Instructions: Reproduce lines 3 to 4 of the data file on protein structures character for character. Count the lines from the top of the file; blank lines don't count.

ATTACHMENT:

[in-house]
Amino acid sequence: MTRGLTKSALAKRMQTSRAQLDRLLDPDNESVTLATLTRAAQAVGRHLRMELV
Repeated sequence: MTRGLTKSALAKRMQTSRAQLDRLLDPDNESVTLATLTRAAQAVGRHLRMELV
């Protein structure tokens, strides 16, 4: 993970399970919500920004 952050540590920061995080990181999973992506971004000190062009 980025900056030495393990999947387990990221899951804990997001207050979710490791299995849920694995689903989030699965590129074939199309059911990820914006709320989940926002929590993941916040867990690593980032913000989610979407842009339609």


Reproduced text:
Repeated sequence: MTRGLTKSALAKRMQTSRAQLDRLLDPDNESVTLATLTRAAQAVGRHLRMELV
């Protein structure tokens, strides 16, 4: 993970399970919500920004 952050540590920061995080990181999973992506971004000190062009 980025900056030495393990999947387990990221899951804990997001207050979710490791299995849920694995689903989030699965590129074939199309059911990820914006709320989940926002929590993941916040867990690593980032913000989610979407842009339609």